Moreover, Dane, Michael, and I are going to bring “the voice of the channel partner” directly into our explorations of partner management execution. I’m sure you’re going to take away some valuable, actionable ideas for boosting your own channel strategy-to-execution map. Check it out:
Forrester’s Technology Sales Enablement Forum 2012
As mentioned in my last blog, I (Peter O'Neill) was at the Distree EMEA event last week and met with many executives from tech industry vendors and distributors. I also swapped impressions about market trends with colleagues in other research organizations, such as Context, GfK, IDC, and Regent.
The most discussed section of my keynote presentation was “Apple takes a bite at B2B business,” where I quoted research from my illustrious colleague Frank E. Gillett. I said that Apple had an 8% share of new “corporate PCs” in 2011, which we predict will grow to 13% in 2013. Apparently, many vendors and distributors haven’t noticed this: They aren’t getting the same message from their usual research providers. Later in the week, I listened to such a presentation in which it was reported that “the PC market slowed in 2011 but will pick up again in 2012.” Another researcher made a similar observation in his presentation. No mentioned of any new vendors or devices: “Not significant” was the tenor.
The world of buyers and sellers has changed — vendor CEOs enter 2012 with growth strategies that favor deeper relationships with customers and that push sales to do more cross-selling at higher levels. In this new world, however, buyers are telling us there is a gap. Of the executive buyers Forrester surveyed, a mere 13% believe that a typical salesperson can demonstrate an understanding of their business issues and articulate how to solve them. Enter the VP of "broken things": the leader who is helping shape an emerging discipline into a strategic function: sales enablement.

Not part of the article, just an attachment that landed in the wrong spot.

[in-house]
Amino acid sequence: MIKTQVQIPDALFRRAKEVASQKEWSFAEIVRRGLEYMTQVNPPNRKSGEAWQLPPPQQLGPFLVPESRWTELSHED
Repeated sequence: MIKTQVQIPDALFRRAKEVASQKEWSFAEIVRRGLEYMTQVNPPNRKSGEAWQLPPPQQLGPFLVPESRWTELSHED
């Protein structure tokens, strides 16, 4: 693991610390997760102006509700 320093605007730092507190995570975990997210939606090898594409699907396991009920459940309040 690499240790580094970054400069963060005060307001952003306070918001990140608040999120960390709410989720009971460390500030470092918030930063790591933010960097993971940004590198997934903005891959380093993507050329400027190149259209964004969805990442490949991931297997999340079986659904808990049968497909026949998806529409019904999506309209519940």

As part of Forrester’s research into sales enablement, I recently took a journey to “plumb the depths” of sales battle cards. Why?
Sales reps at technology companies tell Forrester that they must understand their competitors if so that they can outmaneuver them during the sales cycle; but, these same sales professionals tell Forrester that, despite the best efforts of product managers, competitive teams, and sales operations, current battle cards are not consistent, instrumental tools that help win more deals.
And thus, my journey into battle cards begins.
During my career, I’ve worked in competitive intelligence at two technology companies, so I already had some strong opinions about battle cards. I tried to set my own views aside, though, and adopted Forrester’s methods of developing a hypothesis and interviewing professionals in the industry.
My initial research looked at the “thing” called a battle card – the layout, structure, and content with the goal of building battle cards that helped sales reps address competitive issues during customer conversations. While testing some really good ideas that came out of the interviews, I could see that the improved battle cards still weren’t enough to meet our objective – routinely helping reps win more deals.
I turned my attention to the “process” of building battle cards – specifically, how sales enablement professionals identify the competitive issues that merit battle cards, how they work with product managers and marketing teams to create the content for battle cards, and how they deliver battle cards to sales reps. While testing some really good process ideas that came out of the interviews, I could see that even when the groups creating battle cards actively work with sales, their points of view and professional skills are so different, that they miss important details.
We are putting together our final plans and the Sales Enablement Forum for 2012 is shaping up nicely. Here is a brief video update on the theme and our speakers and why I believe this is a can't miss opportunity for you and your team.
The plans for the Sales Enablement Forum are in full swing, so here is a quick video update on the theme, the speakers, and why I believe this is a can't miss opportunity to put you and your team on a fast track to delivering measurable results for your CEO.